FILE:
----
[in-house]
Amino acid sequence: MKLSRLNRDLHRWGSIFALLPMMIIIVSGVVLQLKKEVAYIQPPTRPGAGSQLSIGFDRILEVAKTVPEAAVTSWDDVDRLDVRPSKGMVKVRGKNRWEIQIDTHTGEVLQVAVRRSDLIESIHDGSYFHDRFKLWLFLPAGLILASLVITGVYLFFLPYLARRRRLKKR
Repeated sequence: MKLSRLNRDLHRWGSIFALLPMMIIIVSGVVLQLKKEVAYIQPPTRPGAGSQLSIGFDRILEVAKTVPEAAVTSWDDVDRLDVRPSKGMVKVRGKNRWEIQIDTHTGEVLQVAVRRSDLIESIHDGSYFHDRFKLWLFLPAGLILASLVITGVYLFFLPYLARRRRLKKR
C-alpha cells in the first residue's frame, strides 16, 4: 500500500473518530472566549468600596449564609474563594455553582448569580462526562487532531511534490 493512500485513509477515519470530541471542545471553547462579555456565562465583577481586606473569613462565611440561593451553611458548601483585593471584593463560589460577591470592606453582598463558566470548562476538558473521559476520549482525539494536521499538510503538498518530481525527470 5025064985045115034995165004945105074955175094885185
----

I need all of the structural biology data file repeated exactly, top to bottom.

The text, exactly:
[in-house]
Amino acid sequence: MKLSRLNRDLHRWGSIFALLPMMIIIVSGVVLQLKKEVAYIQPPTRPGAGSQLSIGFDRILEVAKTVPEAAVTSWDDVDRLDVRPSKGMVKVRGKNRWEIQIDTHTGEVLQVAVRRSDLIESIHDGSYFHDRFKLWLFLPAGLILASLVITGVYLFFLPYLARRRRLKKR
Repeated sequence: MKLSRLNRDLHRWGSIFALLPMMIIIVSGVVLQLKKEVAYIQPPTRPGAGSQLSIGFDRILEVAKTVPEAAVTSWDDVDRLDVRPSKGMVKVRGKNRWEIQIDTHTGEVLQVAVRRSDLIESIHDGSYFHDRFKLWLFLPAGLILASLVITGVYLFFLPYLARRRRLKKR
C-alpha cells in the first residue's frame, strides 16, 4: 500500500473518530472566549468600596449564609474563594455553582448569580462526562487532531511534490 493512500485513509477515519470530541471542545471553547462579555456565562465583577481586606473569613462565611440561593451553611458548601483585593471584593463560589460577591470592606453582598463558566470548562476538558473521559476520549482525539494536521499538510503538498518530481525527470 5025064985045115034995165004945105074955175094885185